From the Observer:

Chichester's Roman baths have been uncovered for the first time in 17 years.
The baths are to be the main attraction of the new £6.9m District Museum planned for the Tower Street site.

On Tuesday, archaeologists began exploratory work of the ancient remains currently buried underneath a car park.

Archaeology South East closed the car park for a four-week period while they assess the site's condition.

Project manager Diccon Hart hopes the new exploration will bring the previous findings up to date.

He said: "We are excited to be working on the site. It is one of the more significant sites in the Chichester area. We wish to fully and accurately locate the previous findings using modern equipment to assess any changes to 17 years ago."

First discovered in the 1970s by Chichester archaeologist Alec Down and a team of volunteers, the baths are due to undergo a full re-excavation to be on permanent display as the centrepiece of the new museum.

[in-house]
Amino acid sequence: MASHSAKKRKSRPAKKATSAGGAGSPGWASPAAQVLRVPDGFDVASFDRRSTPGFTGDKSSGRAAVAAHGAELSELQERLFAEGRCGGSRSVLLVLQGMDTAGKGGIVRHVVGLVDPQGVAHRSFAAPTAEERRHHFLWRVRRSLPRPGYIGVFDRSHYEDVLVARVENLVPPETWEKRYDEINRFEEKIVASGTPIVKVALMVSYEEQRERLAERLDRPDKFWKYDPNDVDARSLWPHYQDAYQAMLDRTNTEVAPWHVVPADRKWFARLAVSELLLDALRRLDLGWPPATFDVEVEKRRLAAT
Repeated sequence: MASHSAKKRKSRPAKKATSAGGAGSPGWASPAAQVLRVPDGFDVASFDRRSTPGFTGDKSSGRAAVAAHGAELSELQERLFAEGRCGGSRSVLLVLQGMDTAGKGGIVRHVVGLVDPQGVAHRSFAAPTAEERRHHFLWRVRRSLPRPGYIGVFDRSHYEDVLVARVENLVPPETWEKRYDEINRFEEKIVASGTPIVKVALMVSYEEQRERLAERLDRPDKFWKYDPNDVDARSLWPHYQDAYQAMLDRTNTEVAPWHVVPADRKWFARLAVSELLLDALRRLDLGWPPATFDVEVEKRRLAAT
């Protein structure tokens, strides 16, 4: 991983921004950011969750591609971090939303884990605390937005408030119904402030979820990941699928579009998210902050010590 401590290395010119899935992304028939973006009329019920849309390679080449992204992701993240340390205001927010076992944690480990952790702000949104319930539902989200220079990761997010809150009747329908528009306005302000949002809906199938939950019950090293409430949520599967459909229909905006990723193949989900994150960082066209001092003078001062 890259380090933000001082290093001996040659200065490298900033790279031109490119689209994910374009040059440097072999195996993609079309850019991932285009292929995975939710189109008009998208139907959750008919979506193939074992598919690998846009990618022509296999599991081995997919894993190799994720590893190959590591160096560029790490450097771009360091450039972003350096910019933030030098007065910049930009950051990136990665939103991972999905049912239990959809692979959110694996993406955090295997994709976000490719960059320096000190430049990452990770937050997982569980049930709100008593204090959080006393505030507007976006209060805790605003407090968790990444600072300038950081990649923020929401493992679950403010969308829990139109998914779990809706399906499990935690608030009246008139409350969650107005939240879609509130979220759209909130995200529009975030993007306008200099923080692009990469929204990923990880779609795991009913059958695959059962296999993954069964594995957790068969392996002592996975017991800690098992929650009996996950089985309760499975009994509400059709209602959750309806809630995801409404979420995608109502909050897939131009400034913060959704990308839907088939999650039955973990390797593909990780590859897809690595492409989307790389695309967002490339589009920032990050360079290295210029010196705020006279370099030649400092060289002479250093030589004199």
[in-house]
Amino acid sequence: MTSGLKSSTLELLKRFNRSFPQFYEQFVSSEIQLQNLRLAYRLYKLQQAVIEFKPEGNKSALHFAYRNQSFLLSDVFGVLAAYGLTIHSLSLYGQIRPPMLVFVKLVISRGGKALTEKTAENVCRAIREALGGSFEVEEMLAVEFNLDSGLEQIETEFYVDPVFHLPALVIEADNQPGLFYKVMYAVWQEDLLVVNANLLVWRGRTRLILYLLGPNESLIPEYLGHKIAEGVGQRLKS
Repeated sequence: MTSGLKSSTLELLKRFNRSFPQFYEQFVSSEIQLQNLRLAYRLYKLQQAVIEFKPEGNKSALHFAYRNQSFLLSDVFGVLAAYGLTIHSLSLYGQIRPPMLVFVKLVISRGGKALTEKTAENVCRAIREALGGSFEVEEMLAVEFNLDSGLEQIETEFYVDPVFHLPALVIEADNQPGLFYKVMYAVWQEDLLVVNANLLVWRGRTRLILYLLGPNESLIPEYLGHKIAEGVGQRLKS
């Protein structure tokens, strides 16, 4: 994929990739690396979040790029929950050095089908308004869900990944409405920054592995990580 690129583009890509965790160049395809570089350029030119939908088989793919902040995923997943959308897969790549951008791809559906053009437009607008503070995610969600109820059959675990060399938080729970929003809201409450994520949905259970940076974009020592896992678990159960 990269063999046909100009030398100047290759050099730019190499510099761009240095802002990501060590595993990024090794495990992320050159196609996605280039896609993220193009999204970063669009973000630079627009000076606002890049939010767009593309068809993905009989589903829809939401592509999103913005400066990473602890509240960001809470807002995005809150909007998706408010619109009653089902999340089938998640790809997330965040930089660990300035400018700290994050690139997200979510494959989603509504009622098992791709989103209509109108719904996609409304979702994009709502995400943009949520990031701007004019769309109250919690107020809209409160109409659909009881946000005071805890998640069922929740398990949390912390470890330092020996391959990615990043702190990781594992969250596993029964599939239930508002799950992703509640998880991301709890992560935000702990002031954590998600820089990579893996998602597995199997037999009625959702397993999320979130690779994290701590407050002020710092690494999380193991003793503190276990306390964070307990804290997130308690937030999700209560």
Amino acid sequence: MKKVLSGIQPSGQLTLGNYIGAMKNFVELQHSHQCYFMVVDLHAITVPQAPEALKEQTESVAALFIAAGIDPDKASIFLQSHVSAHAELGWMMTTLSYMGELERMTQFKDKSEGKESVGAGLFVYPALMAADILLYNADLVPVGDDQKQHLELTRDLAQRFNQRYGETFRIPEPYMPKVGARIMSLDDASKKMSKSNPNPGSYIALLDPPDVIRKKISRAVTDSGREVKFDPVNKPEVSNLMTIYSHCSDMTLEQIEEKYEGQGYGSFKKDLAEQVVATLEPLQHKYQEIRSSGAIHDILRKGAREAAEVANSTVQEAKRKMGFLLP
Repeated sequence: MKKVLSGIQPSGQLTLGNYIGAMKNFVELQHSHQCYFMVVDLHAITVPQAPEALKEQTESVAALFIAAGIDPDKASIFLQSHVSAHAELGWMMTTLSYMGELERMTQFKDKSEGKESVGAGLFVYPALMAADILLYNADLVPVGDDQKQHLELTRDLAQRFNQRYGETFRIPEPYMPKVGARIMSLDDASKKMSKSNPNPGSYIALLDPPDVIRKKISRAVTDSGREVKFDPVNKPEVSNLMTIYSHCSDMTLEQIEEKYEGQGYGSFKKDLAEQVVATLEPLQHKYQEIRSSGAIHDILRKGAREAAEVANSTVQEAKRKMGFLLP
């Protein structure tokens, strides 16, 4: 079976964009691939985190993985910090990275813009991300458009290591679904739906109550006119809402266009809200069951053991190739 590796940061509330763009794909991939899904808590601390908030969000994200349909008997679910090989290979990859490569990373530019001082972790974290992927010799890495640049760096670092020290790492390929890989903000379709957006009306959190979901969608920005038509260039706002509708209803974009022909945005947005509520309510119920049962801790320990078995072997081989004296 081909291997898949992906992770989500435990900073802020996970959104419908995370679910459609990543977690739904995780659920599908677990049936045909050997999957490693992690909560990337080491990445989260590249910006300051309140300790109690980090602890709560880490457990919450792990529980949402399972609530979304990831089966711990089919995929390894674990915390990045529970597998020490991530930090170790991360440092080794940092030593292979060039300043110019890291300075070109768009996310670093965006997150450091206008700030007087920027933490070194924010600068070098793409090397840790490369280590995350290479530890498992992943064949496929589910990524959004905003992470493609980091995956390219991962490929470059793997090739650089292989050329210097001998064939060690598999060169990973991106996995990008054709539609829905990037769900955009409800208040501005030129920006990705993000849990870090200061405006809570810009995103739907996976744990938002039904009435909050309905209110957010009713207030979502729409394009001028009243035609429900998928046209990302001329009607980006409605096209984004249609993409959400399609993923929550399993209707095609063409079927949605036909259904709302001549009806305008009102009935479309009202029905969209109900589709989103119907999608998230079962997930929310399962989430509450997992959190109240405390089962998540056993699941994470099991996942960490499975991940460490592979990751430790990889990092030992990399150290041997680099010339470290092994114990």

Cllr Nick Thomas, responsible for culture and sport, said: "Although access to the car park will be closed, members of the public will be able to see the work in progress from the footpaths around the edge of the car park, giving them a glimpse of what they can expect to see at the proposed museum."

Cllr Thomas believes that the Roman baths will bring something extra-special to the museum.

He said: "Having these remains is a great bonus. The whole team is looking forward to seeing the remains and checking their condition so we can safeguard them in the new building."

The archaeologists will also examine areas underneath a proposed housing development on the site.

"This is to ensure the building design will not damage any archaeological remains, and allow them to be preserved for the future," said a district council spokesman.

"It will also reduce the risk of any new archaeological discoveries during the main construction period which could cause delays and extra costs."

Following the excavations, the lower, larger part of the car park will be re-opened, but to protect the remains, the upper area will stay closed.